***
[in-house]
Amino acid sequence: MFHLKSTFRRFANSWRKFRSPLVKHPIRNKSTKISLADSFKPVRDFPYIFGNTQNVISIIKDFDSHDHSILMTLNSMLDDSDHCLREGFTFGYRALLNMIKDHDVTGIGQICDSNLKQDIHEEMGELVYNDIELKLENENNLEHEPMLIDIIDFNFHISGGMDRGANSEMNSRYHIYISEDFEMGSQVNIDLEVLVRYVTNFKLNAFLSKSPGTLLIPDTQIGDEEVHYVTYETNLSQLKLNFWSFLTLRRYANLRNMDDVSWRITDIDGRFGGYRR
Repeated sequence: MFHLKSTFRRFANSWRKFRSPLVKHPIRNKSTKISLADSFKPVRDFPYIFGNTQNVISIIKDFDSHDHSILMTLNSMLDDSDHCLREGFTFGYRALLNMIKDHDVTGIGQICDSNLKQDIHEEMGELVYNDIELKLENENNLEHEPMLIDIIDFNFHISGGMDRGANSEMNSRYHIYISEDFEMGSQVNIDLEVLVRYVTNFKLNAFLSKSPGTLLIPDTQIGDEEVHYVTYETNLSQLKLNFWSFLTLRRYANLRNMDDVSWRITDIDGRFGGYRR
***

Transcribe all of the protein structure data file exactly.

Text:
[in-house]
Amino acid sequence: MFHLKSTFRRFANSWRKFRSPLVKHPIRNKSTKISLADSFKPVRDFPYIFGNTQNVISIIKDFDSHDHSILMTLNSMLDDSDHCLREGFTFGYRALLNMIKDHDVTGIGQICDSNLKQDIHEEMGELVYNDIELKLENENNLEHEPMLIDIIDFNFHISGGMDRGANSEMNSRYHIYISEDFEMGSQVNIDLEVLVRYVTNFKLNAFLSKSPGTLLIPDTQIGDEEVHYVTYETNLSQLKLNFWSFLTLRRYANLRNMDDVSWRITDIDGRFGGYRR
Repeated sequence: MFHLKSTFRRFANSWRKFRSPLVKHPIRNKSTKISLADSFKPVRDFPYIFGNTQNVISIIKDFDSHDHSILMTLNSMLDDSDHCLREGFTFGYRALLNMIKDHDVTGIGQICDSNLKQDIHEEMGELVYNDIELKLENENNLEHEPMLIDIIDFNFHISGGMDRGANSEMNSRYHIYISEDFEMGSQVNIDLEVLVRYVTNFKLNAFLSKSPGTLLIPDTQIGDEEVHYVTYETNLSQLKLNFWSFLTLRRYANLRNMDDVSWRITDIDGRFGGYRR